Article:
Matthew 11-13


Controversy: chapter 11

The first controversy was between Jesus and John's disciples in 11:2-24. John the Baptist had been imprisoned by Herod because he rebuked Herod for violating the Torah(The Law, the first five books of Moses, Genesis-Deuteronomy) by marrying his sister-in-law. The advice Jesus gave John in 11:4-6, “...tell John what you see: the blind receive their sight and the lame walk, lepers are cleansed and the deaf hear, and the dead are raised up, and the poor have good news preached to them. And blessed is the one who is not offended by me.” suggests that John must be content without a miracle of deliverance from prison.

A large part of understanding this gospel is understanding the four major Jewish sects:

  1. Pharisees:
  • Middle-class separatists
  • Lay theologians
  • The Pharisees upheld both the Oral and the Written Torah
  • They were closely allied with the scribes(the copiers of the spoken words of people)
  • And they were linked with the synagogues
  1. Essenes:
  • They set high value on apocalyptic literature
  • Thought that the priesthood was corrupt and saw themselves as the true Israel in exile
  1. Sadducees:
  • Upper-class and mostly priests
  • They upheld the importance and all in all supremacy of the written Torah
  • They were the primary influence on the Sanhedrin(the ancient Jewish court system, an assembly of men) and the second temple
  • They didn't believe in the resurrection and angels
  1. Zealots:
  • They were known as 'Freedom-Fighters'
  • They upheld the Maccabean idealism
  • They stood against and opposed Rome in an act of respect and obedience to the Torah, or “Zeal for the Torah”
  • A main part in the first and second Jewish revolts

Controversy: 12:1-14

In the beginning of chapter 12, we see controversy of Jesus healing on the Sabbath, before getting weary or frustrated why people would get mad at Jesus for healing on the Sabbath we must gain a better understanding of what the Sabbath meant to the original readers of Matthew.

The heart of the Sabbath:

  • The Torah(written law)
    • The five books of Moses
    • The Torah was the oldest and the most sacred part of the Holy Scriptures
    • When Jesus says, 'it is written' he is referring to The Torah(for example: 4:4, 7, 10 and many more scriptures)
  • The Halakah(oral tradition)
    • Halakah was derived from the Hebrew word for “to walk”
    • The Halakah was believed to be from God but not included in The Torah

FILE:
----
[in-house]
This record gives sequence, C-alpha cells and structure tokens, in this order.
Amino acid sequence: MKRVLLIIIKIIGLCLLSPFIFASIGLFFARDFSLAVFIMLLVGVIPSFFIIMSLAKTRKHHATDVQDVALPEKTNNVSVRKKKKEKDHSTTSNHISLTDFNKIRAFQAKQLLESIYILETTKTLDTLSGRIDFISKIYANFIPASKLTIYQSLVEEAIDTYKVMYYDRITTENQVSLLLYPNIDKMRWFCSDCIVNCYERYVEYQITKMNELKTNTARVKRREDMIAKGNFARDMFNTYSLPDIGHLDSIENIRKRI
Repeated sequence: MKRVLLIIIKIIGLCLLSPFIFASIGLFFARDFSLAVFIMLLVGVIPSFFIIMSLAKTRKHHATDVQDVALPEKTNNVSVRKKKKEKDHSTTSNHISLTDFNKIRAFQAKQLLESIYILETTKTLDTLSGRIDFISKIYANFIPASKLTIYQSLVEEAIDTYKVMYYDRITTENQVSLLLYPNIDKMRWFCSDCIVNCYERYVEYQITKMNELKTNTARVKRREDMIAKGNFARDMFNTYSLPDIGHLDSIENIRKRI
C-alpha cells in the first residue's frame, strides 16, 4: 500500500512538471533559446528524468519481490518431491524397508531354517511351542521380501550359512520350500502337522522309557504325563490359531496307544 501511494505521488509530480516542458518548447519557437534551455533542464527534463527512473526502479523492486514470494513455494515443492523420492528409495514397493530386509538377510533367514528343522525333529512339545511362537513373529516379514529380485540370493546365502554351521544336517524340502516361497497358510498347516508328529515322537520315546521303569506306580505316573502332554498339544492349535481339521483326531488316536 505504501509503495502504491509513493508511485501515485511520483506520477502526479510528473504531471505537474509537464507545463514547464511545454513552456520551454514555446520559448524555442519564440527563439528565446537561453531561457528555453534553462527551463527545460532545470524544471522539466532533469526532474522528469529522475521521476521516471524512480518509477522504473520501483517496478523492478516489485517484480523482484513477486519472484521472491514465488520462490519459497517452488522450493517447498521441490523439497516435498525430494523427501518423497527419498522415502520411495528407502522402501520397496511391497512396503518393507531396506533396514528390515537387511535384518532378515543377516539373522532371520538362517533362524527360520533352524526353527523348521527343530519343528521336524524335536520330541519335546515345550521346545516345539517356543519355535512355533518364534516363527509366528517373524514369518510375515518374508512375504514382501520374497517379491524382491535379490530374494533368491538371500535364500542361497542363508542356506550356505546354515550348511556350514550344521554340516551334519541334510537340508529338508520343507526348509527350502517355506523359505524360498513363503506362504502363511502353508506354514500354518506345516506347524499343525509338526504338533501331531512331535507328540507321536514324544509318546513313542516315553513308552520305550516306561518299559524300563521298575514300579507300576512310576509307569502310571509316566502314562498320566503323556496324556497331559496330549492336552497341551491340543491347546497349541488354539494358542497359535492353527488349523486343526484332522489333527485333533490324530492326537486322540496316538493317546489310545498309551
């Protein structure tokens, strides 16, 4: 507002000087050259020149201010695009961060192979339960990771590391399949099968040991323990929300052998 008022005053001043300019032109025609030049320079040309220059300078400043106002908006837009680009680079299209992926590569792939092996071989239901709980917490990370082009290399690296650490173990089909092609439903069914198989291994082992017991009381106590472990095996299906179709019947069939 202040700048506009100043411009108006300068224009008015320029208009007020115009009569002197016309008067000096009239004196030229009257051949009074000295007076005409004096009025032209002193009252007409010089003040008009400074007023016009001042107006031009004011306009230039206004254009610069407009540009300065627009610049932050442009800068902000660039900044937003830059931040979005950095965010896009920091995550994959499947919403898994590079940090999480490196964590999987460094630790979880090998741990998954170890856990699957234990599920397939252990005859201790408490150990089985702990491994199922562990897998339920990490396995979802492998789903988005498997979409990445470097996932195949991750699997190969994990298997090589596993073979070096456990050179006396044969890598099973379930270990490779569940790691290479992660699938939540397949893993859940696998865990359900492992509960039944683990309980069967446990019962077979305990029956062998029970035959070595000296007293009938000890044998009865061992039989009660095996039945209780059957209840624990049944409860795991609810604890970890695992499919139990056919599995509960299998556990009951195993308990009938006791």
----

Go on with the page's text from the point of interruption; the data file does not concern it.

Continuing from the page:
• The Sabbath regulations and rules typically fell into this category rather than The Torah itself

With this being said, Jesus fully supported The Torah, but he rejected the Halakah and counted it as non-binding human tradition, and not of The Torah. 

  • Jesus defended his disciples' breaking the Halakah by referring to irregularities of David and the priests(12:3-5; 1 Samuel 21:3-6, Numbers 28:9-10)
  • Jesus appealed to the prophet Hosea, saying that God desired mercy and not tradition or ritual(12:7; Hosea 6:6)
  • He gave himself the very distinguished title of “Lord of The Sabbath”(12:8)
  • Jesus then declared it was lawful to “do good” on the Sabbath(12:12)

Jesus the Servant: 12:15-21

Matthew refers to a passage in Isaiah 42:1-4 here, speaking of one of the fulfillment’s of Jesus in a paraphrase. In Isaiah the Servant is at both times: “the whole” and “the one.” This was a big deal in Judaism, the relationship between the Servant and the Messiah: because both are seen to have the role of restoring broken relationships between Israel and God(Isaiah 49:5-6). However, we see in Isaiah that the suffering of Servant was not linked to atonement sufferings of the Messiah. Jesus and the disciples had to make this link clear to people. We have two persons to compare:

The Servant

The Messiah




Reigning in Power


Son of God

Universal Savior

National Savior

The people had two different ideas of people: a Servant and a Messiah. One point that needed to be made was that these two were to be one: The Servant Messiah. To open the eyes of the people to see that Jesus was indeed both.

Controversy: 12:22-50

Here the controversy about Beelzebul brings up questions about the unforgivable sin: blaspheming the Holy Spirit(12:30-32). This is the act of rejecting the source of forgiveness while willingly and knowingly hardening your own heart toward God.

The “sign of Jonah” brought up a question about sign-seeking as not good enough ground for true faith(12:38-39).

When Jesus' family attempted to remove him it raised the question of natural(physical) ties versus spiritual ties(12:46-50).